paint.net has a easier UI than GIMP (to me anyways), and its freeware you should really check it out.
Another vote for Paint.net and Inkscape, mostly because they’re free, and secondarily because they’re pretty good. (I haven’t actually used GIMP, so I don’t have an opinion on it.)
Incidentally, I’ve never seen a good explanation of why Photoshop still uses a scratch disk, rather than using Windows NT’s own perfectly good memory management. (A pox on archaic memory management techniques, I say.) That fact always makes me wary of what lurks within Photoshop’s codebase.
GIMP is free which is always a good thing. not to mention it can fairly compete with PS in terms of photo editing capabilities. i would not spend alot of money for additional features the PS can do but if you got money to burn, then why not.
I guess it differs with each one’s preference and experience. I, for one, prefer PS since I have using it for years. I was introduced to GIMP just a couple of months ago. I would prefer the one that I am already comfortable with, which in this case Photoshop. In short, those new to both PS and GIMP will have a harder time to choose.
I use Gimp with the addin Gimp Paint Studio which rearranges the window locations as well as adding a number of useful brushes and tool sets. For most uses, I feel like it is just about as functional as Photoshop. I can second Inkscape as a vector editor, I use it all the time. Another good free program is Scribus, which is useful for creating page layouts. I suggest getting the release candidate, as it is much better-featured than the stable version.
It is a good addon, but you might as well, use Krita for painting, or even Mypaint.
Inkscape, is also highly recommended. Even though I do not use it.
Photoshop and both GIMP are excellent tools, if you can use them that is. I per GIMP since its FOSS. But their development team has been pretty…urggh
I can say that Photoshop is the way to go even though it is much more expensive. I bought the Adobe Production Premium for myself with the student discount (80% OFF). It was 200$ for the CS5 version with the student discount and 100$ gift certificate.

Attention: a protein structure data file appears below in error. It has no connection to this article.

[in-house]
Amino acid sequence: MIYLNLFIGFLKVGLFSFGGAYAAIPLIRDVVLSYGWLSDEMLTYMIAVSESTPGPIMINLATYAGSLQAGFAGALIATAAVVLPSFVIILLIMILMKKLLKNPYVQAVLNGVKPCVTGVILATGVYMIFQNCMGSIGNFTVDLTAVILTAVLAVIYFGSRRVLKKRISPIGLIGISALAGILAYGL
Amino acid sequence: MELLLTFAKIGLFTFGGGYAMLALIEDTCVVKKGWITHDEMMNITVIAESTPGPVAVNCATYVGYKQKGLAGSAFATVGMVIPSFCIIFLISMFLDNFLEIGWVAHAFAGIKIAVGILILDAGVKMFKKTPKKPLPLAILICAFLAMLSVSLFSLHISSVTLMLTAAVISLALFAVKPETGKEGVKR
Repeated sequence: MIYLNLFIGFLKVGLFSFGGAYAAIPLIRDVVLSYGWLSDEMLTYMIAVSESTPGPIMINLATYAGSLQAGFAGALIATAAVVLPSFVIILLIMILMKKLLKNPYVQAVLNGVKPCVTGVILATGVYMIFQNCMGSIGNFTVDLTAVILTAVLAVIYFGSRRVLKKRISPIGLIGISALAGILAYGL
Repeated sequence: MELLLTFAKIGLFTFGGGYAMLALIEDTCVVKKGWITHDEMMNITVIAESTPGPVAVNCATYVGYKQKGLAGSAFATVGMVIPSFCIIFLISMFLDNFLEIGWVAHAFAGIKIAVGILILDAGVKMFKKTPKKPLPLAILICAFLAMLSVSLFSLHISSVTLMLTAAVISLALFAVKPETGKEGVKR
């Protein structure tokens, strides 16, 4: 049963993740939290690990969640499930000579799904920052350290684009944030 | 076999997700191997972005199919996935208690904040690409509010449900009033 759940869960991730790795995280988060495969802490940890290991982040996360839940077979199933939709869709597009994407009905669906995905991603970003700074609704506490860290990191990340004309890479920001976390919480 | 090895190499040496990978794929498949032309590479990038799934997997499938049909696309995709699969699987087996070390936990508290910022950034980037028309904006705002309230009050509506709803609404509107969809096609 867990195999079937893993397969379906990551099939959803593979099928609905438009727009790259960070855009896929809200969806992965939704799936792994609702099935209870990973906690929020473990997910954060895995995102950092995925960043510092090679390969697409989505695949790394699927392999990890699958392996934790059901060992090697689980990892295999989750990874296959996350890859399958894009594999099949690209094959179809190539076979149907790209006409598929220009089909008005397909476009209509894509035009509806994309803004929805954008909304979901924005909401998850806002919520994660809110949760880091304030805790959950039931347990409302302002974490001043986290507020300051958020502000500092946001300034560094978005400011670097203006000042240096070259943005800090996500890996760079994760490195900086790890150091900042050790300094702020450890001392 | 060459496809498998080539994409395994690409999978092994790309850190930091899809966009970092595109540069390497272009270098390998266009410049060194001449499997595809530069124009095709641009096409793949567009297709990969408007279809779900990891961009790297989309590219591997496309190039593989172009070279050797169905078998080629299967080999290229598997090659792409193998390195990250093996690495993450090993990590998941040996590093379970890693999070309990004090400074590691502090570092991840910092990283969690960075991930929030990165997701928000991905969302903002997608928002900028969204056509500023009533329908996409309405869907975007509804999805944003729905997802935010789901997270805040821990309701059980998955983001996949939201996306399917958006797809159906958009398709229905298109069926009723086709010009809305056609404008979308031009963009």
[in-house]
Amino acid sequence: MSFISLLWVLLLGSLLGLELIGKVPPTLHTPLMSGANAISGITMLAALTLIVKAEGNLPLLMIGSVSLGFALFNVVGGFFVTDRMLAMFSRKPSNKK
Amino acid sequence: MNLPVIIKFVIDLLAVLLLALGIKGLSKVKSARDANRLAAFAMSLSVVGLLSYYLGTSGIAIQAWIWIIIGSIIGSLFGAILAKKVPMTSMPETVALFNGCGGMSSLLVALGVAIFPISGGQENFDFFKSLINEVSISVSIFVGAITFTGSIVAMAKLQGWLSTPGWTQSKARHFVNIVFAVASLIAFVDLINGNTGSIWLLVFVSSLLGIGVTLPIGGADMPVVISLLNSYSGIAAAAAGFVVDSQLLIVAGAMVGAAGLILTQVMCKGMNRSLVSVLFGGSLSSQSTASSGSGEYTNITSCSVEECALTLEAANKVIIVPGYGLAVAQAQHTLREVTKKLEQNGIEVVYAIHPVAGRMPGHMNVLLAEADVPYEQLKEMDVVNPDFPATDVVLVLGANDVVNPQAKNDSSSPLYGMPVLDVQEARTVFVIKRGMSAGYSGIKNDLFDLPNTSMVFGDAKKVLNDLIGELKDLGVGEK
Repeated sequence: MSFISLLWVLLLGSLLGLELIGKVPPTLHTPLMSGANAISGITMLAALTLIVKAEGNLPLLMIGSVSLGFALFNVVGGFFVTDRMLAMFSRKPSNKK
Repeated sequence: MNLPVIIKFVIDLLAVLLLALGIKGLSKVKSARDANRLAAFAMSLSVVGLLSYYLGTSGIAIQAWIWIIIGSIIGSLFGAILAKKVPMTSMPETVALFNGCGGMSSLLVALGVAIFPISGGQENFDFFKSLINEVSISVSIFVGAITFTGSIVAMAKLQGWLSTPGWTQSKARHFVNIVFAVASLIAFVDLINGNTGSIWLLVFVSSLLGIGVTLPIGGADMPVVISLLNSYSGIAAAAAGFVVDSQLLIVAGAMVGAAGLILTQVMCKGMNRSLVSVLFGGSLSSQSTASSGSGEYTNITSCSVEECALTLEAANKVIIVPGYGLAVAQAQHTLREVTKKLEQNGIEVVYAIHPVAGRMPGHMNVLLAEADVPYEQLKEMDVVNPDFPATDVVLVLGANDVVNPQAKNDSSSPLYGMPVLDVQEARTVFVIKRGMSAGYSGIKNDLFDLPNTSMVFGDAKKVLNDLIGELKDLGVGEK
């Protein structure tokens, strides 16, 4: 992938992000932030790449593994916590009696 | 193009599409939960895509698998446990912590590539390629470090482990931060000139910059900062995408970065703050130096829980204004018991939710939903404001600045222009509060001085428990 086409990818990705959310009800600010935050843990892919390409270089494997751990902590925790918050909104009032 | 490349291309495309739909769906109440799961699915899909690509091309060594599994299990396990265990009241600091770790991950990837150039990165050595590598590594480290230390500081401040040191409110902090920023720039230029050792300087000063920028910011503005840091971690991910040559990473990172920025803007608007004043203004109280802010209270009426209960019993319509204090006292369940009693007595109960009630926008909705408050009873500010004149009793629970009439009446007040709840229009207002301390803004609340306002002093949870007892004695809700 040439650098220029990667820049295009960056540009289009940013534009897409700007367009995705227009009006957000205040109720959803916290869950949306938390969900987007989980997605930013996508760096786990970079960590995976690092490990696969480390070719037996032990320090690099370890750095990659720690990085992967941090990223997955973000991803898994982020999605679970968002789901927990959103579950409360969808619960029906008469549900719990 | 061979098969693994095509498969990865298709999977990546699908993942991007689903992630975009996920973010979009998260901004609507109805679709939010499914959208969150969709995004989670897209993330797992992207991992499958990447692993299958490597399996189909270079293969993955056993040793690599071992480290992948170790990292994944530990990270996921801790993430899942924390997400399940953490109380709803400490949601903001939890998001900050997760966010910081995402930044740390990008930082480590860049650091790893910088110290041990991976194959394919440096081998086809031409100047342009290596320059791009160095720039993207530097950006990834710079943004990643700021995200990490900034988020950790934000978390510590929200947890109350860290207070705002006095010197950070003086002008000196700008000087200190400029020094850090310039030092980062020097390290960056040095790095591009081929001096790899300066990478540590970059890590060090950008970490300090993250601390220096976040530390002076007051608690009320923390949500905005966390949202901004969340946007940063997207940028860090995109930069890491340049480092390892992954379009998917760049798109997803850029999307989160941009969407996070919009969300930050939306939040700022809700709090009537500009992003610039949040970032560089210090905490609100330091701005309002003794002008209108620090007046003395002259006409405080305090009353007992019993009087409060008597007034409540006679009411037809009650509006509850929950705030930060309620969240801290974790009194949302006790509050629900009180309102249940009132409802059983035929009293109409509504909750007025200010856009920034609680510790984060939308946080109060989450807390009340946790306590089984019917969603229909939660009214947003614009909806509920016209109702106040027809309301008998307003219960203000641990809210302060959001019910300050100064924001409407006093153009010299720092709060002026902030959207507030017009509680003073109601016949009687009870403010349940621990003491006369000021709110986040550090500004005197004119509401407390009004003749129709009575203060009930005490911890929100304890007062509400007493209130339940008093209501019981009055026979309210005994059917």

If you don’t want to/can’t afford to buy Photoshop. Between Paint.net and the GIMP, you have just about everything you need for your Image Editing. Sure there are things missing that Photoshop can do, however a lot of those are available as scripts for GIMP and I believe you can get plugins for Pain.net.
When on Windows I know I enjoy using Paint.net. And I use GIMP on all my Computers and it is great (after many hours getting used to it, its not quite as user friendly as Paint.net, then again neither is Photoshop).
Then if you want to do vector designs, there is inkscape.
I have used both Photoshop and GIMP. Overall, I do like Photoshop’s interface much more but I am also being very biased because I taught myself a basic understanding of Photoshop when I was about 12/13. It’s pretty much a preference/buyers standpoint if you are looking to go forward with one or the other. Even though the interfaces and prices (GIMPs lack of having one :D) really can settle the dispute. Try both and figure it out from there but if I had to chose one it would be Photoshop.
I have used both and I would choose Adobe Photoshop over GIMP any day. Theres more tools and very easy to work on a project between their different programs.
Photoshop and Illustrator seem endless in their capabilities compared to paint.net and gimp.
But use the free software if you will only be making a few pieces
(this thread is very old by the way)
I started to use GIMP when I was 13, and I finally got to learn Photoshop last year. I definitely prefer Photoshop to GIMP, although the latter is certainly a viable alternative if you want a free image manipulation program.
Having used GIMP, Paint.net, and Photoshop CS3-CS6 (plus Elements 4 and PS Touch), I think Elements is the best bang for your buck, but it all depends on what you use it for. I use a Bamboo Pen and Touch to sketch and paint virtually, so I need Photoshop. But for basic editting, the freeware is a better route. Given unlimited funds I’d pick CS3 any day of the week.
I know this is an old thread but I wanna chime in. We use both GIMP and Photoshop on the team. There are times when our students who are great with Photoshop are sick or swamped and the older mentors or other students step in to help. They prefer using gimp in this situation. However, my personal taste is with Adobe Creative Suite.
Huh? I think you may be in the wrong thread…
There was a spam post right after Dustin’s that was removed.
Ah, I see
I have done this with GIMP…it is pretty straightforward, but it is time consuming for more complicated paths.